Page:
Years ago when our children were really small we lived in a house that my wife and I both hated. It wasn’t just the rats that periodically crashed through the kitchen cupboards at night, or the slugs that would come through the holes in the floor whenever it rained. And it wasn’t only the original and barely functioning kitchen, unchanged since about 1900. Or even the floor in what passed for a dining room that sloped at an alarming angle because of sunken foundations.
Even more dispiriting than those things were the lack of light and the pokey completely separated rooms that stubbornly prevented any sense of a shared, welcoming space. Consequently, if the sun was out we were either in the backyard, or at someone else’s place!
There’s no doubt that the Australian interest in real estate and renovating is an unhealthy obsession at times. But having lived in, for us, the ironically named Sunshine St, it’s clear to me that when it comes to our homes, factors like natural light, connection to the natural environment and spaces with the potential for enhancing relationships really matter. When these things are given consideration we can be tapping into something life giving and beautiful.
Kevin McCloud, host of Grand Designs, the long-running and immensely popular TV program that tracks the progress of owner-builders creating their dream homes, recently spoke to Good Weekend magazine about how the design process is the natural pursuit of an ideal. “It cuts to the primal instinct to create, make, improve,” he said. While McCloud acknowledges that “some people invest too much reliance on a building to solve a problem in their lives,” he also believes that a building project can truly be transformative. “It’s about the establishment of order over chaos,” he said.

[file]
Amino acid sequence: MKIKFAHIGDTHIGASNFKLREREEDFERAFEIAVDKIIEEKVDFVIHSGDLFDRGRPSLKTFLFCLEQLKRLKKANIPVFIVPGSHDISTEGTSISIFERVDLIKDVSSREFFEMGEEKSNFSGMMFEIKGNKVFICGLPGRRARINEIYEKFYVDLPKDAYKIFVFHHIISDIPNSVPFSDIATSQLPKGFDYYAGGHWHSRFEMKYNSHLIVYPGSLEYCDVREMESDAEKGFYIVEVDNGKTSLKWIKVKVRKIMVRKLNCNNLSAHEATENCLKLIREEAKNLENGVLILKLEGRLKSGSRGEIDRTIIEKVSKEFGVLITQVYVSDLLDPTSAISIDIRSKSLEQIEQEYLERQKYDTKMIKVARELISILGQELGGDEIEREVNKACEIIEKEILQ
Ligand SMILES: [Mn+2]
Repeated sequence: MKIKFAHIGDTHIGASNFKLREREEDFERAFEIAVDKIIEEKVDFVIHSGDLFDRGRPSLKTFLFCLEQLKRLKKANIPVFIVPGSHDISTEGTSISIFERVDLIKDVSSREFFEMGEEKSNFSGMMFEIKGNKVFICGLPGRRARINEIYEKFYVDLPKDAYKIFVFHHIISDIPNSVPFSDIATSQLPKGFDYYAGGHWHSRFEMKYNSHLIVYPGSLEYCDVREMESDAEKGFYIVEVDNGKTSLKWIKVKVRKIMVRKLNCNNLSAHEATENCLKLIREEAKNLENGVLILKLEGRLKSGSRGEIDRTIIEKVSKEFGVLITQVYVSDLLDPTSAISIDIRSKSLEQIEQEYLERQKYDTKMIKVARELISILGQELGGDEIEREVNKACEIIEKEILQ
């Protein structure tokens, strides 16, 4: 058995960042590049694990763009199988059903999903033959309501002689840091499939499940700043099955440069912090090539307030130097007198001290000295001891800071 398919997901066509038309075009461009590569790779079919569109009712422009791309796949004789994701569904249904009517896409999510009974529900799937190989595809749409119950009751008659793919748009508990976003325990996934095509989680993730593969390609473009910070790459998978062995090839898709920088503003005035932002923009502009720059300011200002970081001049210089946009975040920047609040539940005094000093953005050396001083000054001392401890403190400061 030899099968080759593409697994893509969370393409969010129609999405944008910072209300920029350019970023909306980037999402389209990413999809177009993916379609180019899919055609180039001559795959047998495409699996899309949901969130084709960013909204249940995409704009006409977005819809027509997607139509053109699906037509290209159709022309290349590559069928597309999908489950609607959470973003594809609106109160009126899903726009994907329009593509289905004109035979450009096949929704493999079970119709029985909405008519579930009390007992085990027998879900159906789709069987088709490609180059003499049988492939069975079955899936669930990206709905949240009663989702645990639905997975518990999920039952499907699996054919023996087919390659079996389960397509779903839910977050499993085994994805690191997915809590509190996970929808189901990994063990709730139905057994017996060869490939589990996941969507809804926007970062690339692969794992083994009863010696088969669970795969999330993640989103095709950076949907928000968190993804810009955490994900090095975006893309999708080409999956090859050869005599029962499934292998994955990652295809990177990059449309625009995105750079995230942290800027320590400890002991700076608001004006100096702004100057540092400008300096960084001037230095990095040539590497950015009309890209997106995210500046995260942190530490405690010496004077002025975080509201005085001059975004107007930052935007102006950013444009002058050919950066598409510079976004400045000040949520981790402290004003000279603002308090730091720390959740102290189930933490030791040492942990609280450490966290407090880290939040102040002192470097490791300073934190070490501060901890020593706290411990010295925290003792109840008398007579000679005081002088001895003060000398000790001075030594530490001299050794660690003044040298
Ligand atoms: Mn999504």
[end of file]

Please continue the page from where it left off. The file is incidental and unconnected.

When he talks like that McCloud sounds like a theologian reminding us of the first chapter of the book of Genesis and the description of the Spirit of God hovering over the “formless and empty darkness” and calling forth the most creative and lavish of all building projects. And if the biblical claim that all of us are made in God’s image is true, it’s no surprise that the human creative impulse has been capable of so much that is remarkable, including the spaces we choose to live in.
When our family finally swapped our soon-to-be-demolished residence for another, it wasn’t one that was ever in danger of being featured on Grand Designs. But it was light-filled, with a natural flow from a communal outdoor area to a communal indoor area attached to a kitchen that worked. We felt grateful to those who had paid attention to the design details that made this house feel welcoming and warm—like a home. It was a simple reminder that aesthetics matter, that space matters, and that buildings can be their own form of inspired grace.